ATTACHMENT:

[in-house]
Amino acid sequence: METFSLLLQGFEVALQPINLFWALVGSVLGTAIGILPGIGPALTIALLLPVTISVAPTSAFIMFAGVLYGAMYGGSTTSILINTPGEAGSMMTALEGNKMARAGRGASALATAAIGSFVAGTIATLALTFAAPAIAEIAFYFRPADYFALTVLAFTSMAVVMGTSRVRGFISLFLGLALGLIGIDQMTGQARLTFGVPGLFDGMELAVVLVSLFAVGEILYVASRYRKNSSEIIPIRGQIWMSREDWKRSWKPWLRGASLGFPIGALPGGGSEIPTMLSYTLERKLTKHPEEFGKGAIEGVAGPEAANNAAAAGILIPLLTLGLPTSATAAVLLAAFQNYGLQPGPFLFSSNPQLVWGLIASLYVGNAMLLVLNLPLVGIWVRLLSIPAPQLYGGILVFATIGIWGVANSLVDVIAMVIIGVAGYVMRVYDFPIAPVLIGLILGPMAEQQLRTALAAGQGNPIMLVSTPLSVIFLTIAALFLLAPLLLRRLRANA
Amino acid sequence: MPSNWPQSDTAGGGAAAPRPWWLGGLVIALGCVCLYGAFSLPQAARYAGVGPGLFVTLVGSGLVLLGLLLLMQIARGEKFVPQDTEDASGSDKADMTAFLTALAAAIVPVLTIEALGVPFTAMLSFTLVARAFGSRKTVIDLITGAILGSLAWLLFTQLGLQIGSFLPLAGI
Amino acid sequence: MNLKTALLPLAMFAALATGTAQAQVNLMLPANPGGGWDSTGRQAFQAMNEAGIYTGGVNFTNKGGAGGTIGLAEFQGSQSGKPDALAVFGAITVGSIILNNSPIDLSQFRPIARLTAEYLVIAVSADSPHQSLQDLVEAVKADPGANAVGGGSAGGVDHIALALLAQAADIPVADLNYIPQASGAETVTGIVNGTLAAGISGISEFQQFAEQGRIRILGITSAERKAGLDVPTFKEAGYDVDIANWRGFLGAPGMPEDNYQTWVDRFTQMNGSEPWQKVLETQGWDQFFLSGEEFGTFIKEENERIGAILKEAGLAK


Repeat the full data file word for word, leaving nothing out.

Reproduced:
[in-house]
Amino acid sequence: METFSLLLQGFEVALQPINLFWALVGSVLGTAIGILPGIGPALTIALLLPVTISVAPTSAFIMFAGVLYGAMYGGSTTSILINTPGEAGSMMTALEGNKMARAGRGASALATAAIGSFVAGTIATLALTFAAPAIAEIAFYFRPADYFALTVLAFTSMAVVMGTSRVRGFISLFLGLALGLIGIDQMTGQARLTFGVPGLFDGMELAVVLVSLFAVGEILYVASRYRKNSSEIIPIRGQIWMSREDWKRSWKPWLRGASLGFPIGALPGGGSEIPTMLSYTLERKLTKHPEEFGKGAIEGVAGPEAANNAAAAGILIPLLTLGLPTSATAAVLLAAFQNYGLQPGPFLFSSNPQLVWGLIASLYVGNAMLLVLNLPLVGIWVRLLSIPAPQLYGGILVFATIGIWGVANSLVDVIAMVIIGVAGYVMRVYDFPIAPVLIGLILGPMAEQQLRTALAAGQGNPIMLVSTPLSVIFLTIAALFLLAPLLLRRLRANA
Amino acid sequence: MPSNWPQSDTAGGGAAAPRPWWLGGLVIALGCVCLYGAFSLPQAARYAGVGPGLFVTLVGSGLVLLGLLLLMQIARGEKFVPQDTEDASGSDKADMTAFLTALAAAIVPVLTIEALGVPFTAMLSFTLVARAFGSRKTVIDLITGAILGSLAWLLFTQLGLQIGSFLPLAGI
Amino acid sequence: MNLKTALLPLAMFAALATGTAQAQVNLMLPANPGGGWDSTGRQAFQAMNEAGIYTGGVNFTNKGGAGGTIGLAEFQGSQSGKPDALAVFGAITVGSIILNNSPIDLSQFRPIARLTAEYLVIAVSADSPHQSLQDLVEAVKADPGANAVGGGSAGGVDHIALALLAQAADIPVADLNYIPQASGAETVTGIVNGTLAAGISGISEFQQFAEQGRIRILGITSAERKAGLDVPTFKEAGYDVDIANWRGFLGAPGMPEDNYQTWVDRFTQMNGSEPWQKVLETQGWDQFFLSGEEFGTFIKEENERIGAILKEAGLAK